Tales From the Zendikar Launch Party

So Zendikar is finally available for purchase, and players have been casting traps, triggering landfall and summoning allies for this last weekend at the Zendikar launch party, where participants were awarded a promotional Valakut, the Molten Pinnacle just for attending. I went off to my Launch party only having done one draft before, and keeping in mind that black, green, and red seemed to be the colours to pick, but to watch for blue in case it was underdrafted as pointed out by James in the comment section of my previous article.

We went into 3 pods of 6, and I was happy to be plopped between to very experienced drafters, so I knew that my signaling would pay off. My first pack showed me a Bloodchief Ascension, which I happily took. I think that the Ascension is solid in limited, and I think that it will definitely have a home in a couple of Standard decks. I took a second pick Pitfall Trap in a pack that was rather lacking, and I took another black card for my third pick. In pick 4 I was sorely tempted to switch to black-green because I knew that green had the overall stronger colours, and with a lack of playable white cards I opted for a fourth pick Territorial Baloth. However, that pack proved to be something of an anomaly, when I got fed almost all black cards with a smattering of white for the rest of the draft. I knew I would need to play a very aggressive deck again, which seems to be key in this format. Here’s the final list I decided on.

One thing I immediately noticed was the fact that I had no Vampire Nighthawks, Hideous Ends nor any Journey to Nowheres or Shepherd of the Losts. There I was without any of the best commons or uncommons for my colours, not that I had seen any. However, I realized that with my playset of Surrakar Marauders and other early, evasive creatures, that I just might be able to get in a couple aggressive wins.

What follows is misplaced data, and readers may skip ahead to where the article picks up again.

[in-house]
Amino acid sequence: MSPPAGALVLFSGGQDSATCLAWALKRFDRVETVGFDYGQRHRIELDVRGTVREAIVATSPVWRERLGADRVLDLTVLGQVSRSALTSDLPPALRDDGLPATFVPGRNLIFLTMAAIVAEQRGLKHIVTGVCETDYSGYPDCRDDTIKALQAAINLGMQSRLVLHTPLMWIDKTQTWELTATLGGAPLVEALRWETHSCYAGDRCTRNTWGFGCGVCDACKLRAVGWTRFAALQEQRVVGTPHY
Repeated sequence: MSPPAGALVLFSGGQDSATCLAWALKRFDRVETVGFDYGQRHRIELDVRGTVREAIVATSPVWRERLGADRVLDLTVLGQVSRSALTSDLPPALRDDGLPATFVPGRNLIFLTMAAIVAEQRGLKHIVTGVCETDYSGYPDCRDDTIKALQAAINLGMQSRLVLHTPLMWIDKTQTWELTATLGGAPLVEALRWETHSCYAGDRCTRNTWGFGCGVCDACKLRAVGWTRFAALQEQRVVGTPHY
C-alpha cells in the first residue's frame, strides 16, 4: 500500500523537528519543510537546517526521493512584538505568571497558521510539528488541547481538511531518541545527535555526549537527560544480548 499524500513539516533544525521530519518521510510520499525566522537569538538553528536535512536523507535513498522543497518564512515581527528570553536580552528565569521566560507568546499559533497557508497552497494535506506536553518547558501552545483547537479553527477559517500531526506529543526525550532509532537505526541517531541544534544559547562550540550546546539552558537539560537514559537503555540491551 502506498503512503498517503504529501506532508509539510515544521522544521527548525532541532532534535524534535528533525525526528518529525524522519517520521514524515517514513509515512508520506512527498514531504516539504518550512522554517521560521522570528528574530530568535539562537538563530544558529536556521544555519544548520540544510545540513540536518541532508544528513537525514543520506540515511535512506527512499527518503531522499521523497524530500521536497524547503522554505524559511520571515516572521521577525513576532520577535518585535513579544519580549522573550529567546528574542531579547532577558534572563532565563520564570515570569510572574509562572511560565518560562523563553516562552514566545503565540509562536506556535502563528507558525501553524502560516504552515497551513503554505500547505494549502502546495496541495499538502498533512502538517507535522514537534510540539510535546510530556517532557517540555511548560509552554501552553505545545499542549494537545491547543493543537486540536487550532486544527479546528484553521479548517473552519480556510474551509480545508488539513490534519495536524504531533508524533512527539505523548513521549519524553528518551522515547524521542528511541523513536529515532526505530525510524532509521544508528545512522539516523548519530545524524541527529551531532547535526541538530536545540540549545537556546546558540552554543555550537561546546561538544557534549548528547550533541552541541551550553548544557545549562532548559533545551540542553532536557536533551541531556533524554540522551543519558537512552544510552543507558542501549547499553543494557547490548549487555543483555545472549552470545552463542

Round 1: vs Chris (W/B)

It was Chris’s first tournament, but he had played Magic for a fair bit before coming, so there were no rules disputes like there are when playing against newer players, which was nice. Nothing against newer players, it’s just that this is a complex game whose rules take some time and effort to fully understand, and Chris knew the rules to a tee. When he cast a turn one Steppe Lynx, I was unsure of how to proceed. I had a Disfigure in my hand, but I waited to see if he was hurting on land. He wasn’t, and I cast the black spell in response to the Landfall trigger to ensure it didn’t get out of hand. He then followed it up with a variety of Kor, while I played 3 Surrakar Marauders back to back, and I hit my land drops every turn to swing for 6 unblockable, and he couldn’t muster a black creature.

In game 2 I boarded in a Bog Tatters, because I had seen swamps from him, and a lack of removal. I saw the swampwalker in my opening hand, and after playing little evasive guys in the early game, he was my best out against an unkicked Conquerors Pledge, while Giant Scorpion and a 5/5 Zombie token held the fort. Sure enough, he didn’t draw removal for my guy and lost.

1 – 0

Round 2: vs Umir (RGBu Allies)

Umir had been in my draft pod, and he had joked afterward about how terrible his deck was. He had 4 refuges, and splashed black off them to support double Hideous End, which was relatively ineffective against most of my guys. His only blue card was a Sea Gate Loremaster, and I didn’t expect a whole lot. He cast a turn 2 2/1 FS ALLY which was promptly Disfigured, and I cast Surrakar Marauder, which went unanswered. Soon joined by a Bloodchief Ascension, Umir couldn’t let any of his cards go to the graveyard, and he promptly died. In the second game I just overwhelmed him with my Surrakars, and was undefeated going into round 3.

2 – 0

Round 3: vs Atilla